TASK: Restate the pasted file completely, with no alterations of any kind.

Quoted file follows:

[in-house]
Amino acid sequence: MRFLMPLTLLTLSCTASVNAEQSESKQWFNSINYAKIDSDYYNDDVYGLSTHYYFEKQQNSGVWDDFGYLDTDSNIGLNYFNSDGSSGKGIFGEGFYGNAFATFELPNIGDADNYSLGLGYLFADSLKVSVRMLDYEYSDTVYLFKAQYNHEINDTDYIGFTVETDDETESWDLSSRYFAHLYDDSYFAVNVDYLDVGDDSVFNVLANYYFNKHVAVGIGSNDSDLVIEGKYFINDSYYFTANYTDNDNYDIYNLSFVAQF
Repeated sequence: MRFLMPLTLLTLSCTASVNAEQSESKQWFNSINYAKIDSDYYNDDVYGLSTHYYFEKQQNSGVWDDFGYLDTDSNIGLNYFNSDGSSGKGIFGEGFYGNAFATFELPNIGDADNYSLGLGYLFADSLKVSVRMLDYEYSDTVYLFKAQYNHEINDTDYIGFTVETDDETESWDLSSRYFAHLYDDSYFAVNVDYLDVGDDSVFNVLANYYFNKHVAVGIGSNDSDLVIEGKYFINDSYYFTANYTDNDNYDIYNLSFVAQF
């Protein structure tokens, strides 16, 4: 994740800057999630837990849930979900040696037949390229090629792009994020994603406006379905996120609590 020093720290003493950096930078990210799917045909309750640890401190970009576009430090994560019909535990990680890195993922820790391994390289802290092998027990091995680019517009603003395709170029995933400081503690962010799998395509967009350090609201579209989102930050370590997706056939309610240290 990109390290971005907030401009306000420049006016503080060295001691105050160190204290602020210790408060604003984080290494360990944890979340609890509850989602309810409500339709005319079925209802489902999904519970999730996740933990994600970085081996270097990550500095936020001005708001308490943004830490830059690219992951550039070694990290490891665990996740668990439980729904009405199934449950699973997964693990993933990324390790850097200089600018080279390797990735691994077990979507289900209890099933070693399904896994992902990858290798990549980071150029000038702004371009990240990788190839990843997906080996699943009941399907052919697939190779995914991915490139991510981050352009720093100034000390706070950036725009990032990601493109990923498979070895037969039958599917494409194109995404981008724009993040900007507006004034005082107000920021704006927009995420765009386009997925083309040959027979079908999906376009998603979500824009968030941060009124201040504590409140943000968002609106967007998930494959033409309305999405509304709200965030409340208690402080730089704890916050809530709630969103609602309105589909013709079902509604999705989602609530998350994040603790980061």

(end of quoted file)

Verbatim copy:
[in-house]
Amino acid sequence: MRFLMPLTLLTLSCTASVNAEQSESKQWFNSINYAKIDSDYYNDDVYGLSTHYYFEKQQNSGVWDDFGYLDTDSNIGLNYFNSDGSSGKGIFGEGFYGNAFATFELPNIGDADNYSLGLGYLFADSLKVSVRMLDYEYSDTVYLFKAQYNHEINDTDYIGFTVETDDETESWDLSSRYFAHLYDDSYFAVNVDYLDVGDDSVFNVLANYYFNKHVAVGIGSNDSDLVIEGKYFINDSYYFTANYTDNDNYDIYNLSFVAQF
Repeated sequence: MRFLMPLTLLTLSCTASVNAEQSESKQWFNSINYAKIDSDYYNDDVYGLSTHYYFEKQQNSGVWDDFGYLDTDSNIGLNYFNSDGSSGKGIFGEGFYGNAFATFELPNIGDADNYSLGLGYLFADSLKVSVRMLDYEYSDTVYLFKAQYNHEINDTDYIGFTVETDDETESWDLSSRYFAHLYDDSYFAVNVDYLDVGDDSVFNVLANYYFNKHVAVGIGSNDSDLVIEGKYFINDSYYFTANYTDNDNYDIYNLSFVAQF
């Protein structure tokens, strides 16, 4: 994740800057999630837990849930979900040696037949390229090629792009994020994603406006379905996120609590 020093720290003493950096930078990210799917045909309750640890401190970009576009430090994560019909535990990680890195993922820790391994390289802290092998027990091995680019517009603003395709170029995933400081503690962010799998395509967009350090609201579209989102930050370590997706056939309610240290 990109390290971005907030401009306000420049006016503080060295001691105050160190204290602020210790408060604003984080290494360990944890979340609890509850989602309810409500339709005319079925209802489902999904519970999730996740933990994600970085081996270097990550500095936020001005708001308490943004830490830059690219992951550039070694990290490891665990996740668990439980729904009405199934449950699973997964693990993933990324390790850097200089600018080279390797990735691994077990979507289900209890099933070693399904896994992902990858290798990549980071150029000038702004371009990240990788190839990843997906080996699943009941399907052919697939190779995914991915490139991510981050352009720093100034000390706070950036725009990032990601493109990923498979070895037969039958599917494409194109995404981008724009993040900007507006004034005082107000920021704006927009995420765009386009997925083309040959027979079908999906376009998603979500824009968030941060009124201040504590409140943000968002609106967007998930494959033409309305999405509304709200965030409340208690402080730089704890916050809530709630969103609602309105589909013709079902509604999705989602609530998350994040603790980061």